I turned around and pretended to start crying against the railings. I felt like boobs to the back that day, to be quite frank. That was my only reasoning.


Sandra took off from where she was, plotting a course directly for my back. In but a few moments, I would be feeling the pleasures of breasts assaulting my tingling spine. At least, that’s what I thought. Something went wrong.

In the few seconds between the stairwell and my back, the wind picked up dramatically. I heard the squeak of slipping sneakers just behind me. Everything from there happened in slow motion.

Out of the corner of my eyes, I saw the outline of Sandra’s black bra. I’d never had the opportunity to reject a girl with boobs at eye level, and Sandra was no exception. She was flying through the air, right over the railings. The wind had lifted her off her feet and into the air when she slipped.

That moment lasted an eternity, I could see it happening again. I had brought Alice to the train tracks, I had brought Sandra to the rooftop. It was going to look really bad if another girl died because of me.

With nothing but self-preservation on my mind, I reached out to grab Sandra’s outstretched arm. As soon as we clasped hands, I was reminded why she was number 3. Those couple of extra pounds that Sam and Kate didn’t have pulled me over the railings with her.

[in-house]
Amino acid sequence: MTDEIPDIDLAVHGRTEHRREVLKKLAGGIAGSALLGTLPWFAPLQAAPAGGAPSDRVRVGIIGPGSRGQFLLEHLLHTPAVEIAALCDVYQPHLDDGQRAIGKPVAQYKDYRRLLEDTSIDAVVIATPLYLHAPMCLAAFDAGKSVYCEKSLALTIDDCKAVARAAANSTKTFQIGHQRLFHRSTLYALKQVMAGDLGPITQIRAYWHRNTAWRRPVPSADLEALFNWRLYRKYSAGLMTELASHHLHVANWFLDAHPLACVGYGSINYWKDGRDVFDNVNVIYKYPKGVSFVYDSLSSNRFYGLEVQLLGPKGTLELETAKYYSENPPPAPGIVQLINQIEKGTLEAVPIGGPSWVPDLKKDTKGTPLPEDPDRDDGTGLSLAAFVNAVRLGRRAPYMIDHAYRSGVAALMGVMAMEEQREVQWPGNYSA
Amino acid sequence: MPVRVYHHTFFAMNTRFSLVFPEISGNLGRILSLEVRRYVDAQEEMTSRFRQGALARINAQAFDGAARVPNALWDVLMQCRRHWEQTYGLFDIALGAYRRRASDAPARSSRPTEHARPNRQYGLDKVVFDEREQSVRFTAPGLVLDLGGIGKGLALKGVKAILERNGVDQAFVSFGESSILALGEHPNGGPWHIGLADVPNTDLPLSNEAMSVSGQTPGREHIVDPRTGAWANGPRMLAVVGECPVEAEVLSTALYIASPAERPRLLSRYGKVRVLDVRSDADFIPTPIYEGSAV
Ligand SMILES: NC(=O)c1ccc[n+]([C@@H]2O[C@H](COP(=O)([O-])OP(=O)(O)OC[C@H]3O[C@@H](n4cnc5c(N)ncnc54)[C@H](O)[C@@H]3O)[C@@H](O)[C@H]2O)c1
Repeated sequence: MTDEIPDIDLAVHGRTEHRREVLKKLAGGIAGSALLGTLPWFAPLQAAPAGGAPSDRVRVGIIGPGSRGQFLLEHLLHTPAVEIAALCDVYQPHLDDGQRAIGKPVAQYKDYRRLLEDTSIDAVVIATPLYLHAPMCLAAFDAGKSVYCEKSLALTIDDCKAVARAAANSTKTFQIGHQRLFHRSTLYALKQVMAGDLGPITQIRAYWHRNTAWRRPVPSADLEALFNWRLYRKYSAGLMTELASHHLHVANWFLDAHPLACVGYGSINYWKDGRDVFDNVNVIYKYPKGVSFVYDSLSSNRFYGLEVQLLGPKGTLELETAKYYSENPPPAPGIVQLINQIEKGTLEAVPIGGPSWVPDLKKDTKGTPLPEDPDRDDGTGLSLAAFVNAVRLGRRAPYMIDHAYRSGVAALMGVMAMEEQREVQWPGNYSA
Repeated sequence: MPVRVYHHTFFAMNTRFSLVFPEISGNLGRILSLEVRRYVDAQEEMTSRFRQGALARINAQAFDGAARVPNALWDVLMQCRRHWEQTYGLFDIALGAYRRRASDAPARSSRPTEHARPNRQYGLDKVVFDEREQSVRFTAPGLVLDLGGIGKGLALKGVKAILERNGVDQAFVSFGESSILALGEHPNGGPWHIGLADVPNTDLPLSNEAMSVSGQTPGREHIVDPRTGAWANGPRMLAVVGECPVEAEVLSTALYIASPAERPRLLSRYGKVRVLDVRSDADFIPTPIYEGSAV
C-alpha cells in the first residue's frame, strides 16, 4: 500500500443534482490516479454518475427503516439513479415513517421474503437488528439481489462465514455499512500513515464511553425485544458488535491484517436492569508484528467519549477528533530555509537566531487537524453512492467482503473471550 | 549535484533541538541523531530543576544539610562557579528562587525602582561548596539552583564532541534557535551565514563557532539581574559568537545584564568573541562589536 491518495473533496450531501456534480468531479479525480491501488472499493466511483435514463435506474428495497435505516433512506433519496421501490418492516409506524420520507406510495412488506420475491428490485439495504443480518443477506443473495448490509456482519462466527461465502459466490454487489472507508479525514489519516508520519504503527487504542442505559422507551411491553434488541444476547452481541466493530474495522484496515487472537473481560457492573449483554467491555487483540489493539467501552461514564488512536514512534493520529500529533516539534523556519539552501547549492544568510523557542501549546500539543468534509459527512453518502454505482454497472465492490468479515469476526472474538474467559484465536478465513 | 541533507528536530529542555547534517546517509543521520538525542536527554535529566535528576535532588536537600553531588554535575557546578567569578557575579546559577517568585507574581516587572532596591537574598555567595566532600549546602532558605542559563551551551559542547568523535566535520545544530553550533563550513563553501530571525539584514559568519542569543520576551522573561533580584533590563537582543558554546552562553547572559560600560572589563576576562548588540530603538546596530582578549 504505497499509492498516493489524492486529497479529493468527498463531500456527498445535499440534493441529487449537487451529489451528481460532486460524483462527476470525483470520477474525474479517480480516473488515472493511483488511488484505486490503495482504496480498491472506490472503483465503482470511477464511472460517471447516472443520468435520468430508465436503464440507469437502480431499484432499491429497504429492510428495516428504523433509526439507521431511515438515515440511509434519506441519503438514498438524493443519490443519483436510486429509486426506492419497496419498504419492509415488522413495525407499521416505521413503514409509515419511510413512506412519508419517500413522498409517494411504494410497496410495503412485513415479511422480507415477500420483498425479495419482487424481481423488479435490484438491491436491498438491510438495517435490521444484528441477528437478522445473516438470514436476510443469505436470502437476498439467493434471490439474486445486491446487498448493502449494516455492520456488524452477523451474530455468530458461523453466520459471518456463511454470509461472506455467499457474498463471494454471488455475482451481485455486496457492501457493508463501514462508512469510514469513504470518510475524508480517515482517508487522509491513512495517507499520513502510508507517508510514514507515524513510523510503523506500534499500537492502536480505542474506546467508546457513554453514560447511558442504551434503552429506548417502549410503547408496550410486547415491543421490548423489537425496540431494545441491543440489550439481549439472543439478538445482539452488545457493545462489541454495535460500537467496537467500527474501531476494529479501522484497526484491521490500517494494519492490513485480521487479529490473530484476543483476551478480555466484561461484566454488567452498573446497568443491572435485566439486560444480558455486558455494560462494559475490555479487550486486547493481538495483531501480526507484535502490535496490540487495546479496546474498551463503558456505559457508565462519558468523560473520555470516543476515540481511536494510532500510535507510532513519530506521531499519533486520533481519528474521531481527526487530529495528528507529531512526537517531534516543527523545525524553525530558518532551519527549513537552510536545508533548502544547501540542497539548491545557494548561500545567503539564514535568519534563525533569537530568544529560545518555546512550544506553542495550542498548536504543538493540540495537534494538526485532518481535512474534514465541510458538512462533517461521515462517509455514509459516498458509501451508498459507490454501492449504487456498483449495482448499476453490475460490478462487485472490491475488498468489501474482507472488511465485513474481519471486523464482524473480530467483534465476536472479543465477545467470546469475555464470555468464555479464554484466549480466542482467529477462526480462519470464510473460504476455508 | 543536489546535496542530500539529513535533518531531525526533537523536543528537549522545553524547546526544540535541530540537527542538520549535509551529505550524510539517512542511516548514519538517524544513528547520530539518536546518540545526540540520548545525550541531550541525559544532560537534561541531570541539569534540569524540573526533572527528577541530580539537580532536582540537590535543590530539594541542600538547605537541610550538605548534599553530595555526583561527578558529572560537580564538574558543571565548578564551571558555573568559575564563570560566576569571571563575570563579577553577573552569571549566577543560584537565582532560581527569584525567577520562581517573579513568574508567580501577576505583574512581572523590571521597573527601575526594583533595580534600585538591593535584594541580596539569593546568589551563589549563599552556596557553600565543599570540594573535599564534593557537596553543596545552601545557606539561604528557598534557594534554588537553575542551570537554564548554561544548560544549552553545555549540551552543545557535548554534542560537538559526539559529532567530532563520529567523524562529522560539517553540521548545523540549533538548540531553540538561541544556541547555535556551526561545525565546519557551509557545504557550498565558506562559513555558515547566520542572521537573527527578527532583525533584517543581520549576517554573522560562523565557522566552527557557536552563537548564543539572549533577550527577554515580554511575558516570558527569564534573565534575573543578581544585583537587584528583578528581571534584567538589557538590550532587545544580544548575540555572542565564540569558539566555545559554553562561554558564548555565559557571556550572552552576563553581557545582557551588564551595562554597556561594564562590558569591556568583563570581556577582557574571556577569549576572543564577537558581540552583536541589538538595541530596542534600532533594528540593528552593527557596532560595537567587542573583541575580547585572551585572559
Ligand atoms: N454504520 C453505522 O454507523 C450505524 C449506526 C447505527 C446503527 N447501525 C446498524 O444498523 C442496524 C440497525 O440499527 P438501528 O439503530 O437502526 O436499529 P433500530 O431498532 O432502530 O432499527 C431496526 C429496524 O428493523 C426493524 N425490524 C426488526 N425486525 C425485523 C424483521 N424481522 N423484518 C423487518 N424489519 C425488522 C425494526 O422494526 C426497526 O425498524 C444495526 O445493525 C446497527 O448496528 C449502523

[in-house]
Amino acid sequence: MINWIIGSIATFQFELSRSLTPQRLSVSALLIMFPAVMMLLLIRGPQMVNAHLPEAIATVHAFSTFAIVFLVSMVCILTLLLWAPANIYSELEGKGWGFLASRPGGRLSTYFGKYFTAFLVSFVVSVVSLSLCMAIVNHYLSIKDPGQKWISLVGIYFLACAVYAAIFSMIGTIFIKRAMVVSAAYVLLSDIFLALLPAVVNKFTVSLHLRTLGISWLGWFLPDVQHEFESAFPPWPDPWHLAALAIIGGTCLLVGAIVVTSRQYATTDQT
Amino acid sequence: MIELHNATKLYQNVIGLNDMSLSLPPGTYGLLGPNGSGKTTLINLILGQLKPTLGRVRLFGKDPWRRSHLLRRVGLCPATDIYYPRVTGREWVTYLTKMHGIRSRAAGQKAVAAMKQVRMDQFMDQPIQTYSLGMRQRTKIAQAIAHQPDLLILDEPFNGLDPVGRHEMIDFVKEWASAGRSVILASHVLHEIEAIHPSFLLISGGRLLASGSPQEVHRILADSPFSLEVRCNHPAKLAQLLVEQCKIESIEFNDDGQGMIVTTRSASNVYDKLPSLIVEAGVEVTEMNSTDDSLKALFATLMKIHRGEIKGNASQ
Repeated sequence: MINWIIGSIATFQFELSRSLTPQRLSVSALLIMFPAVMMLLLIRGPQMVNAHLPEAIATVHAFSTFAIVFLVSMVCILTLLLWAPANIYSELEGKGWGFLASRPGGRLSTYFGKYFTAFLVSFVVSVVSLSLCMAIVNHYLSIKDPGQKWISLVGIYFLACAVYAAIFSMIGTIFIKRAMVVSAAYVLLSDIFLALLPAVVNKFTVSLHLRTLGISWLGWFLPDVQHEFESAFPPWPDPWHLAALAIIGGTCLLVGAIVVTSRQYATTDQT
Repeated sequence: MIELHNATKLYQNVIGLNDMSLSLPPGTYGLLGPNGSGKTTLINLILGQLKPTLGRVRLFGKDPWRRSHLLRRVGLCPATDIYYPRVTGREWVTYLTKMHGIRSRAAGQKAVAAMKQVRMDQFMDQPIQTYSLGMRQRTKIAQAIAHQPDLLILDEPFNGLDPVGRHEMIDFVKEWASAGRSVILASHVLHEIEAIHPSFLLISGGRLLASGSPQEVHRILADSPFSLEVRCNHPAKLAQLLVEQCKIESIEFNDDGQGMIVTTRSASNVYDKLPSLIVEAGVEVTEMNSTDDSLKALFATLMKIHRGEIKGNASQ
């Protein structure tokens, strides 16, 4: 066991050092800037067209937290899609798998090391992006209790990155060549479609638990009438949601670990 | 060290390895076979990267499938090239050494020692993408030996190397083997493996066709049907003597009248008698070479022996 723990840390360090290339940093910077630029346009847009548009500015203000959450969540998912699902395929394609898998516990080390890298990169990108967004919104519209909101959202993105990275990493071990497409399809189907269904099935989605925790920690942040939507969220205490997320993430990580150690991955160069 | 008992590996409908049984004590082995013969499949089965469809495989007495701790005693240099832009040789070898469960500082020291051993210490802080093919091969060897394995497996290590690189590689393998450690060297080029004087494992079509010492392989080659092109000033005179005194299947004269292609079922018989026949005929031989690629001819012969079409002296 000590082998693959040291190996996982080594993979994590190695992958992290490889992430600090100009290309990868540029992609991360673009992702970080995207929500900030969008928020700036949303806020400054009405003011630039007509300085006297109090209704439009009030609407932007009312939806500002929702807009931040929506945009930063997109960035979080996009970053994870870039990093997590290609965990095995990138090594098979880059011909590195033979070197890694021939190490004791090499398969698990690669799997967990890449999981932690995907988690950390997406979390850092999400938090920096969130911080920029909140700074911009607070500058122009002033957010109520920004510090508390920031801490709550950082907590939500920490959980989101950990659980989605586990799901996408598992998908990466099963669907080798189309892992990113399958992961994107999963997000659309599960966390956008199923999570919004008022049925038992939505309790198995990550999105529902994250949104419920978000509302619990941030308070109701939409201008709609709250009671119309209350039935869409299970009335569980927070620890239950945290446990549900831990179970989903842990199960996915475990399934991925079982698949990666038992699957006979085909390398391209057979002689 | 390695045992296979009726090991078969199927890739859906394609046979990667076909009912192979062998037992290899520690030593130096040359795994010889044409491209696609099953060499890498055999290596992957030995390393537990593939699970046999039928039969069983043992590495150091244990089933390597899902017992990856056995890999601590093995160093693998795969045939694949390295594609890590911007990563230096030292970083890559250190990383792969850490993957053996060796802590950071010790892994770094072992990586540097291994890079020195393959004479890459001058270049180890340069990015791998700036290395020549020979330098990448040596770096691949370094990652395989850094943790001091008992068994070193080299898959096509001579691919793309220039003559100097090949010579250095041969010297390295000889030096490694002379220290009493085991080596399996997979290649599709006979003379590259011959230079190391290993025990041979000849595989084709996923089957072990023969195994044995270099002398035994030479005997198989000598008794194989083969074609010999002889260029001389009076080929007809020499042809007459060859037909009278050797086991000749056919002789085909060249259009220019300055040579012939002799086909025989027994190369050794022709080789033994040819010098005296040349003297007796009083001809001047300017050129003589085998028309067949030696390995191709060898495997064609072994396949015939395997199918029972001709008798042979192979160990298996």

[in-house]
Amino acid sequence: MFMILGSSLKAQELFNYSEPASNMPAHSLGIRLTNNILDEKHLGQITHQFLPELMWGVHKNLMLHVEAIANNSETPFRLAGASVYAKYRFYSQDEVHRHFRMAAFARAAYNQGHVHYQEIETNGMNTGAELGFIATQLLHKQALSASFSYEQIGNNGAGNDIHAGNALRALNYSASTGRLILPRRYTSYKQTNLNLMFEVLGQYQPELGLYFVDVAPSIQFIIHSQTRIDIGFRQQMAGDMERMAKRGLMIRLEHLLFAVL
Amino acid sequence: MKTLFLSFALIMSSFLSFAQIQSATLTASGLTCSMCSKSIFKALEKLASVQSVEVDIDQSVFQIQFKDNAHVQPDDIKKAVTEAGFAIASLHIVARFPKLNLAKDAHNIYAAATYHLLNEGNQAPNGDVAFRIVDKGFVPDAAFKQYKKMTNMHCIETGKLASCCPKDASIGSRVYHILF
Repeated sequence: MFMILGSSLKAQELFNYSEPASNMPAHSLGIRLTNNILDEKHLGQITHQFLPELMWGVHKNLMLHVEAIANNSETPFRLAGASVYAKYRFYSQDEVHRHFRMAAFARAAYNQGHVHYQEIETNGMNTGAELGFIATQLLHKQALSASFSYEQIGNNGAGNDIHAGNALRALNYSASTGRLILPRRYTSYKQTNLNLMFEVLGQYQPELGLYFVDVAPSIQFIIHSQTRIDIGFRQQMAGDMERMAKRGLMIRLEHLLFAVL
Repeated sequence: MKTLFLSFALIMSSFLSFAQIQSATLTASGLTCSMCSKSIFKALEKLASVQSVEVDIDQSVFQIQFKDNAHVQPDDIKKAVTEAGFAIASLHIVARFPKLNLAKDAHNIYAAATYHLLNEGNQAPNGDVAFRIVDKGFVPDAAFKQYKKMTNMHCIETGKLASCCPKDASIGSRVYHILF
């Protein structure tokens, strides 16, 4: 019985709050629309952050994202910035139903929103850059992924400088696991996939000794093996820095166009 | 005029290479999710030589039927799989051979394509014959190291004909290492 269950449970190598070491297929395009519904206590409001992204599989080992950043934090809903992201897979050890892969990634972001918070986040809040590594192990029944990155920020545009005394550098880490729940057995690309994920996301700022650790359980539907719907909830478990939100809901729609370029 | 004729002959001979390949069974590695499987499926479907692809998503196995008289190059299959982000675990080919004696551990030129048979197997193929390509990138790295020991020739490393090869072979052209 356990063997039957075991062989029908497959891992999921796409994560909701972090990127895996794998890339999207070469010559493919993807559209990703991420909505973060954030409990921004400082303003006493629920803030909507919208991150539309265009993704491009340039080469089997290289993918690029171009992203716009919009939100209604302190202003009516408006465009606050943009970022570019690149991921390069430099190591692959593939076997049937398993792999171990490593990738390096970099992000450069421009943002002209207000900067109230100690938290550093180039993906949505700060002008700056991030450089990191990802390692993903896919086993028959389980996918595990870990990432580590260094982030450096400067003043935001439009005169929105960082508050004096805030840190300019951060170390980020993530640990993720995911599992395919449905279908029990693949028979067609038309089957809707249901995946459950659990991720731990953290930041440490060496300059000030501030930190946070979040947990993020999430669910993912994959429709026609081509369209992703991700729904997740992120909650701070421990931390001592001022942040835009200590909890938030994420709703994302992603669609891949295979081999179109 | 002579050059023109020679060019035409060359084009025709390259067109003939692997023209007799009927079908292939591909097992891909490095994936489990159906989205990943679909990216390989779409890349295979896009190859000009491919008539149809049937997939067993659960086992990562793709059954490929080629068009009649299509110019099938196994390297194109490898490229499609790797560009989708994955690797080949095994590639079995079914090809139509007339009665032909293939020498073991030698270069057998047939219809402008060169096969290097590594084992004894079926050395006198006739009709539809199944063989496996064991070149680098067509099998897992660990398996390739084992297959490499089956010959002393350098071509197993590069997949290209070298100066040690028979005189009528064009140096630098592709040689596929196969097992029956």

The school was 4 stories tall, so whoever took the brunt of the fall was going to die, that was certain. I wrapped my body around Sandra’s as we fell, making sure I didn’t miss out on what was sure to be my last opportunity to feel her up. My plan was to gain control of the situation, have her on top on the way down and then flip our positions right before we hit the ground. That way, perhaps, I could keep both my reputation and bones intact.

Just before we hit the ground, I closed my eyes and swung my weight around to put Sandra on the bottom and braced for impact.

But it never came. My eyes weren’t opened by the sound of Sandra’s neck snapping satisfactorily, but by a chorus of applause. There we were, Sandra and I, floating inches off the ground. Everyone in the school building had seen us fall and were clapping my performance from the windows. Cheers and whistles rang out from everywhere.

I set Sandra down lightly on the ground before I fell to her side. I felt exhausted but exhilarated all the same. For the first time since I was 8, I found something that excited me more than crushing the hearts of women.

Last Friday, I learned to walk on air.